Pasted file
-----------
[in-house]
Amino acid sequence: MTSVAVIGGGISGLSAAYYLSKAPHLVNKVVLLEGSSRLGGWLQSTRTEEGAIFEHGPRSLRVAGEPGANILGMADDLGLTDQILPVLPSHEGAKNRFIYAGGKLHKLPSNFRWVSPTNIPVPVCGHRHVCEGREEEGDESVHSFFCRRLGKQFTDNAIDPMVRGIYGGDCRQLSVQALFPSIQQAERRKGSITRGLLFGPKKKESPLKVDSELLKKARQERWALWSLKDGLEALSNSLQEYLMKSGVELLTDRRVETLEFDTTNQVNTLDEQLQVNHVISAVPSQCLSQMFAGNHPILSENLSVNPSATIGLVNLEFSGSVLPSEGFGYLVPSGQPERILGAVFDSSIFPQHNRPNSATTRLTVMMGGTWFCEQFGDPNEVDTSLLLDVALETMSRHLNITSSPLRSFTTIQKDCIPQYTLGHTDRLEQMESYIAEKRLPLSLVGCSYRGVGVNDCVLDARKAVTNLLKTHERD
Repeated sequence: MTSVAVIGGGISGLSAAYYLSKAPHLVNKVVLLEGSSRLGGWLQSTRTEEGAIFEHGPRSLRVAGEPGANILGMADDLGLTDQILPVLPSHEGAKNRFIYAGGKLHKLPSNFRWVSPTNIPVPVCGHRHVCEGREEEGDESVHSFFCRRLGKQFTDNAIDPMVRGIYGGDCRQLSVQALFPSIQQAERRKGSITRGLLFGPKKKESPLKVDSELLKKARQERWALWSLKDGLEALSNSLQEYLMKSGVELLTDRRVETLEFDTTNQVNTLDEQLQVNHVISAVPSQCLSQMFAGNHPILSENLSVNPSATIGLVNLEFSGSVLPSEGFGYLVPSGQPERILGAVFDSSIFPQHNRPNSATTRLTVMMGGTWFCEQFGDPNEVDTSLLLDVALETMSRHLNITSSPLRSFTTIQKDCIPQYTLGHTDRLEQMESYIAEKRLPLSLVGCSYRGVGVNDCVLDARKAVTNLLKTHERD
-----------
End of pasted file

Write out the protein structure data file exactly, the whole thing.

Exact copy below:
[in-house]
Amino acid sequence: MTSVAVIGGGISGLSAAYYLSKAPHLVNKVVLLEGSSRLGGWLQSTRTEEGAIFEHGPRSLRVAGEPGANILGMADDLGLTDQILPVLPSHEGAKNRFIYAGGKLHKLPSNFRWVSPTNIPVPVCGHRHVCEGREEEGDESVHSFFCRRLGKQFTDNAIDPMVRGIYGGDCRQLSVQALFPSIQQAERRKGSITRGLLFGPKKKESPLKVDSELLKKARQERWALWSLKDGLEALSNSLQEYLMKSGVELLTDRRVETLEFDTTNQVNTLDEQLQVNHVISAVPSQCLSQMFAGNHPILSENLSVNPSATIGLVNLEFSGSVLPSEGFGYLVPSGQPERILGAVFDSSIFPQHNRPNSATTRLTVMMGGTWFCEQFGDPNEVDTSLLLDVALETMSRHLNITSSPLRSFTTIQKDCIPQYTLGHTDRLEQMESYIAEKRLPLSLVGCSYRGVGVNDCVLDARKAVTNLLKTHERD
Repeated sequence: MTSVAVIGGGISGLSAAYYLSKAPHLVNKVVLLEGSSRLGGWLQSTRTEEGAIFEHGPRSLRVAGEPGANILGMADDLGLTDQILPVLPSHEGAKNRFIYAGGKLHKLPSNFRWVSPTNIPVPVCGHRHVCEGREEEGDESVHSFFCRRLGKQFTDNAIDPMVRGIYGGDCRQLSVQALFPSIQQAERRKGSITRGLLFGPKKKESPLKVDSELLKKARQERWALWSLKDGLEALSNSLQEYLMKSGVELLTDRRVETLEFDTTNQVNTLDEQLQVNHVISAVPSQCLSQMFAGNHPILSENLSVNPSATIGLVNLEFSGSVLPSEGFGYLVPSGQPERILGAVFDSSIFPQHNRPNSATTRLTVMMGGTWFCEQFGDPNEVDTSLLLDVALETMSRHLNITSSPLRSFTTIQKDCIPQYTLGHTDRLEQMESYIAEKRLPLSLVGCSYRGVGVNDCVLDARKAVTNLLKTHERD